6. Bernal Mom,
    I more than most people understand your concerns about your child being bored. My son has an eidetic memory and could read anything before he was 2. If your kid is like that, boredom will be an issue at any school, public or private.

  7. Rachel – My guess, just a guess, is that schools in Bombay are doing better because their parents care, are aware of a global economy, and are engaged, like the ones starting Alta Vista. You and I have already been over the parental engagement issue being the main reason for disadvantaged kids. We agree on that. I haven’t steered away from that in my comment.

    I was careful to make note that the ability to focus a child is our issue, and in schools where disadvantaged #s “rule”, attention from a teacher is the “offering.”

    Katy, whatever your personal concern is about my concerns lowering a kid’s IQ was well, a peculiar stretch. Although, if you would like me to brag about my child’s intellect I can do that for you, but since I stay at home with my children, they are considered “advantaged.” I want my child to enjoy education, first and foremost. If he’s bored, he will lose momentum. end of that story.

    I am aware that all 5 year olds are the same – they are all kids and will all catch up in a decent system – but if catching up means holding some back, well, there is a problem.

    The difference is that the middle-class kids are more likely to get their homework done because a daddy or mommy stays home, or someone equivalent. So, those “disadvantaged” kids who come to school having not done their homework get the attention that the kids who need the challenge need. There is the “sacrifice.”

  8. Love this statement, Katy! Being in public school exposes my child to the kind of people who are in the real world that I live in, with the kind of values that I have also. These are the people I want my son to grow up with, not those whose reality is limited by their social circle.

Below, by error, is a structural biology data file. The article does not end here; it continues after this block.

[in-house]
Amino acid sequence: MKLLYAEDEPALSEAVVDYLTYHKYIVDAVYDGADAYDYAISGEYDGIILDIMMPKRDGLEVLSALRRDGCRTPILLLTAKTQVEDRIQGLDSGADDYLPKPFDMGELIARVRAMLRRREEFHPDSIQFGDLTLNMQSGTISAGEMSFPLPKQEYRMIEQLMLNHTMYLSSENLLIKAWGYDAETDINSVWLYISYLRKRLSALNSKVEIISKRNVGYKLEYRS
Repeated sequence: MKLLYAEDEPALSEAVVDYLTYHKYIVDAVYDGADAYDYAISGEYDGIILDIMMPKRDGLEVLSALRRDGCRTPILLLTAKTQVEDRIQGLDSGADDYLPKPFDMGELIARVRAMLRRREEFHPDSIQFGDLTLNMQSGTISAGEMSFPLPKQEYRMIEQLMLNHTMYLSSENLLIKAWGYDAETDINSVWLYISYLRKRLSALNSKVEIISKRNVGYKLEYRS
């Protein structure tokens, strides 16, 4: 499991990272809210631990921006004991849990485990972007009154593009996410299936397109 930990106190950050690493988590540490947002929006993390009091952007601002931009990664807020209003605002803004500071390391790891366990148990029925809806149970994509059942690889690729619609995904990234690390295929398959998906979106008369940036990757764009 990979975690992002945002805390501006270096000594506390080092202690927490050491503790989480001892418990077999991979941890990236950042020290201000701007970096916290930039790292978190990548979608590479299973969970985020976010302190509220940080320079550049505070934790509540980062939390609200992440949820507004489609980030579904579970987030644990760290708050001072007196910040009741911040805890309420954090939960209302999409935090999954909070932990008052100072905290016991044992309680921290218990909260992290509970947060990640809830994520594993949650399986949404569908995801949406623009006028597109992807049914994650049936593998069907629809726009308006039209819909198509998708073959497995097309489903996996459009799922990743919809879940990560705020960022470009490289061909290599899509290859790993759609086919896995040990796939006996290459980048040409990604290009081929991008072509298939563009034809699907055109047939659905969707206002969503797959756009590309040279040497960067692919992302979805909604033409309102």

9. Sending your child to public school is not damaging them or sacrificing them for the benefit of the “disadvantaged”. Middle and upper class kids do well in almost any school they go to. Being around children less advantaged will not make your child “less smart”, it will not lower their IQs. (Where do people get these silly ideas?)

  10. @Bernal Mom, I take issue with the idea that our public schools “sacrifice middle and upper-class children for the disadvantaged.” True, it sometimes feels like a tug of war because there is not enough for all. But really, isn’t it possible for students to learn to be scientists without a full-time “adventure coordinator?” India is kicking our butts when it comes to producing scientists and engineers, and I’ll be willing to bet their schools don’t have full-time adventure coordinators and the like. Actually, I’d really like to see what the typical school in Bombay does in terms of “extras.” Anyway, I’m trying to walk the line between acknowledging that parents have every right to seek out the best educational opportunities for their children, and pay for them if they feel they must, AND saying that perhaps what looks shabby and somewhat chaotic on the outside is still not a bad place for children to learn. At some point, the “what’s the best school for my kid” question becomes about the parent’s values and beliefs and less about the child’s needs.